Braille – a written language for the blind

Braille is probably the most famous tool for the blind and visually impaired. It is a written language that can be ‘read’ with your fingers instead of your eyes. Instead of letters, the characters are formed of tiny raised dots. The person reading the braille can run their fingertips along a line, and read it in the same way that you read the words on this page.

It was created by a Frenchman called Louis Braille, who lost his sight when he was a child.

Currently more than 1% of all printed books have been translated into Braille.

In some countries – for example Australia, Canada, India and Mexico, bank notes have special raised symbols on them (like Braille) so that people who are blind or have low vision can identify the bank notes.

TOOLS TO MAKE TEXT LARGER

Some people who are visually impaired can read text as long as it is very large.  There are several tools they can use for this.

The simplest and cheapest is a magnifying glass. Magnifying glasses come in all shapes and sizes. Some can be held by hand, or have a stand so that they can be put over a piece of paper for reading.

There are also video magnifier apps that use the camera on your smartphone.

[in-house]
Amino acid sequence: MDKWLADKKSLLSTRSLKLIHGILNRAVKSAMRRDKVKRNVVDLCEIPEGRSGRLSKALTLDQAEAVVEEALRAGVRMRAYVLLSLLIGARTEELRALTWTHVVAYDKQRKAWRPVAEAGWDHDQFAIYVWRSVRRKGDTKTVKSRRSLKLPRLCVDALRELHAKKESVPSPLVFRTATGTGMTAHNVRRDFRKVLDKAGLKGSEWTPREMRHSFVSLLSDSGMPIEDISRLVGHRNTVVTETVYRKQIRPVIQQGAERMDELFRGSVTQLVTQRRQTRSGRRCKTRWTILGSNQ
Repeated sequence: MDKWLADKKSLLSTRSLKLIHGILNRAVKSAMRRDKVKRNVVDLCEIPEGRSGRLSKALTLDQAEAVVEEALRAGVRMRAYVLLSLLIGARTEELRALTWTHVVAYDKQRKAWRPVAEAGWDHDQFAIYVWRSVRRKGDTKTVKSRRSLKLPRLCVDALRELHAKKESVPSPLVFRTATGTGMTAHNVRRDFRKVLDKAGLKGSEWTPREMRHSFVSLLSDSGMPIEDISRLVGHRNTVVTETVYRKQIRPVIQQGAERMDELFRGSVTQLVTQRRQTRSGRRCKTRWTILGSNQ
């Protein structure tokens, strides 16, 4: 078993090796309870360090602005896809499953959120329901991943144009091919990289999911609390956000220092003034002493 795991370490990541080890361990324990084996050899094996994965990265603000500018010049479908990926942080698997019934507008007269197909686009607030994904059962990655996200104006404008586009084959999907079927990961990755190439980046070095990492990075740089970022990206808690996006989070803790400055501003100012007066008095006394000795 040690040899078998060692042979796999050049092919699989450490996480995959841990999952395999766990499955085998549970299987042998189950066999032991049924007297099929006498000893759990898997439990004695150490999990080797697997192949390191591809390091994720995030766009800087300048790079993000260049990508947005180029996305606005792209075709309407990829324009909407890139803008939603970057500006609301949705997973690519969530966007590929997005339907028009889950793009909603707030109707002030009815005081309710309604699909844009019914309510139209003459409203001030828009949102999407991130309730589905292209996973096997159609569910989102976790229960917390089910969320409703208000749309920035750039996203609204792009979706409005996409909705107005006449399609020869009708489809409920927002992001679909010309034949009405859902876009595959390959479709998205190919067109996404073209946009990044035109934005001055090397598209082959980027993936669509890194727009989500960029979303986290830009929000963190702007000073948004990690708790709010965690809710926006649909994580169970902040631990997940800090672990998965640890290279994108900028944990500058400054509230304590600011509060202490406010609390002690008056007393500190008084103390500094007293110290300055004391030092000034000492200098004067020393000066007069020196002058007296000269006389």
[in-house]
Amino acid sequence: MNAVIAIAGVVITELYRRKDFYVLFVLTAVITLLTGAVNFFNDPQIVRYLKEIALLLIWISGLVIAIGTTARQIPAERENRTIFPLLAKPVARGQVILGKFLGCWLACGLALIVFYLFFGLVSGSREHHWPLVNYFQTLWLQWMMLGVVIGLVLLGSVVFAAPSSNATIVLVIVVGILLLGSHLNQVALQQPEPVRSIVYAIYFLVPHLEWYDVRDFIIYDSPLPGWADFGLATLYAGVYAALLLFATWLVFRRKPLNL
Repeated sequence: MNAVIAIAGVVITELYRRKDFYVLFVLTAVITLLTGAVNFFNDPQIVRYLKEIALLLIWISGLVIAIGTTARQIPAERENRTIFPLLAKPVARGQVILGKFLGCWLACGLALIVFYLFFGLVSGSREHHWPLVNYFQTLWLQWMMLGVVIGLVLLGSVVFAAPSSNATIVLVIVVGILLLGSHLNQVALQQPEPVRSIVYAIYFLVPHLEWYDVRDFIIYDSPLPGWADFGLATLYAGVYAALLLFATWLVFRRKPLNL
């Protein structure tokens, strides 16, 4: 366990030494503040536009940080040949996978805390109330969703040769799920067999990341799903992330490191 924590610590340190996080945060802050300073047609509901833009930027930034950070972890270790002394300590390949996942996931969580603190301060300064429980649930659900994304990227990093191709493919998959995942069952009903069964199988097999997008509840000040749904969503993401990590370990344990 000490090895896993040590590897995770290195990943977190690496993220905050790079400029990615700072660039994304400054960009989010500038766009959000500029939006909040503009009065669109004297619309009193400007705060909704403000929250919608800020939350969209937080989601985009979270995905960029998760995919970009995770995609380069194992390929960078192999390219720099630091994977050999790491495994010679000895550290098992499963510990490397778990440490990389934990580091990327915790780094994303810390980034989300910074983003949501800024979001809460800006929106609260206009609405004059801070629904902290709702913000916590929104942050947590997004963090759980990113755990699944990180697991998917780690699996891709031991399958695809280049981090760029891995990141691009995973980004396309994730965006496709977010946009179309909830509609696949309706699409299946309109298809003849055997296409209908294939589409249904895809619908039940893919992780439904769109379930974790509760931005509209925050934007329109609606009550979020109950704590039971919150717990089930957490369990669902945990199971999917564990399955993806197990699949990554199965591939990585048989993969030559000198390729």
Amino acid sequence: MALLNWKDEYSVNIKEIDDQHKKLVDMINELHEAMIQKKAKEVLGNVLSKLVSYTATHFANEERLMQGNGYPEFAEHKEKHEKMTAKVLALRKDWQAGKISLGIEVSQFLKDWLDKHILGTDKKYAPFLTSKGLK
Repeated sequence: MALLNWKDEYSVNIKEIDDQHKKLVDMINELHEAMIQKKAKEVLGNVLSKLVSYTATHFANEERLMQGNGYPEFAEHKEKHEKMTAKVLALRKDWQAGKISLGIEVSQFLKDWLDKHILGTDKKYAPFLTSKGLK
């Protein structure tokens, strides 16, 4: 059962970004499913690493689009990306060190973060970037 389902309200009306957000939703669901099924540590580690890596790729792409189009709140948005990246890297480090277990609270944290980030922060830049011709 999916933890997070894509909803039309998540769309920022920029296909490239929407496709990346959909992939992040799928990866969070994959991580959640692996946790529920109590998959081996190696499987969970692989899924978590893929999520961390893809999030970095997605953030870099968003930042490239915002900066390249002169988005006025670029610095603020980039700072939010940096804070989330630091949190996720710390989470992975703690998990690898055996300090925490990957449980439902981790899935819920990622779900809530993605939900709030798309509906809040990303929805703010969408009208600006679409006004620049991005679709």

TOOLS TO HELP VISUALLY-IMPAIRED PEOPLE USE A COMPUTER

Much work is done on computers. Programmes can magnify the text on screen to make it easier to read for visually impaired people.

Screen readers are a type of computer software that enable people with severe visual impairment to use a computer. These people might not be able to read even text that is very large. The screen reader programme will read aloud the information on the screen. Or, it can translate the text on the screen into braille, which the user can read with another machine, attached to the computer, that displays Braille.

There are lots of different screen reader programmes. You can download one for free here: https://www.nvaccess.org

These are just a small number of options. There are lots of other tools that can be used to help blind and visually impaired people live a full and independent life.

If you want more information, perhaps to help a family member or friend, you can contact us at Right for Education and we will try to help you find services in your country.

 

This article is part of Right for Education’s Eye Health Week.

AILIDH FINLAYSON

VIEW ALL POSTS

Leave a reply

Your email address will not be published. Required fields are marked *